From this time on all plane movements were made on information as to weather conditions obtained by radio. In addition to service messages, it was used by other departments in lieu of telegraph when air mail traffic permitted, and was also of great service in transmitting weather forecasts and stock market reports for the Department of Agriculture. In addition to the installation of radio stations, all the fields were being developed for night flying, and plans studied for the establishment of beacon lights between fields for the guidance of pilots.
When the service was inaugurated in 1918, Curtiss JN4H planes with Hispano-Suiza motors were used. Soon after the Post Office Department took over the details of operation in August of that year, a number of Standard Aircraft Company mail planes were purchased. These were also equipped with Hispano-Suiza motors, and carried 200 pounds of mail. Rebuilt DeHaviland planes with Liberty motors were largely used as the various legs of the transcontinental route were extended.
However; at one time or another, planes of the following types were used somewhat extensively: Curtiss JN_4_H, with Wright engine, 150 h.p.; Standard JR-1B, with Wright engine, 150 h.p.; Curtiss R-4-L, with Liberty-12 engine, 400 h.p.; Curtiss HA, with Liberty-12 engine; Twin D.H. with two Liberty-6 (Hall Scott) engines, 400 h.p.; Martin mail planes, with two Liberty-12 engines, 800 h.p.; Junker (JL-6) with B.M.W. engine, 200 h.p., and L.W.F. (type V) with Isotta Fraschini 250 h.p. engines.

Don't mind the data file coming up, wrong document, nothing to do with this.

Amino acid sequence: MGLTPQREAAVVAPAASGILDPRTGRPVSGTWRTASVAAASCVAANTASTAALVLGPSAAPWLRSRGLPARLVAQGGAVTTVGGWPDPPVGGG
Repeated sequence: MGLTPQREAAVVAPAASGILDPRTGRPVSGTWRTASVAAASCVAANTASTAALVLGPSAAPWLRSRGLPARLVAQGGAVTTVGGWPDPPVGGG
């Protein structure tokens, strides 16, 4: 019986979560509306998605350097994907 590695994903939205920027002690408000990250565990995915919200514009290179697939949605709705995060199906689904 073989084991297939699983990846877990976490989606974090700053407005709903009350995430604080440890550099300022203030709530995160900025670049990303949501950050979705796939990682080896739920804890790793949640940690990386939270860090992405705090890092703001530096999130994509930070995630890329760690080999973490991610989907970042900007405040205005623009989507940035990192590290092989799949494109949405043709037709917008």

In the fiscal year 1921, the Post Office Department paid manufacturers $476,109 for new planes and for remodeling of planes received from the Army. This practice was discontinued beginning with July 1, 1921, however, when the air mail service adopted the DeHaviland plane with Liberty-12 engine as standard equipment, disposing of all other types. A number of factors contributed to this end. Large stocks of Liberty motors were available and could be had by transfer from the War Department.
With improvements made on the Liberty motor, such as heavy stub-tooth gears, drilled pistons and improved oil pump, it could be considered as reliable and dependable as any motor of that time. If not more so. A number of DeHaviland planes were also obtained from the War and Navy Departments, and when remodeled and rebuilt into mail planes, they were speedy, reliable, long lived and capable of carrying a mail load of 500 pounds. Experience had also proven they were a comparatively safe plane to operate. The Air Mail Repair Depot was located at Chicago, and was used for repairing, remodeling and rebuilding of planes, overhauling of motors, etc.
It might be stated here that when the service first began to use Liberty motors it was not an uncommon occurrence to have delayed and uncompleted trips due to trouble. However, by developing and perfecting rigid inspection, servicing and overhaul methods, actual forced landings on account of motor trouble became a rare occurrence. Due to this same system of inspection, forced landings on account of the failure of the plane or plane parts became almost unheard of.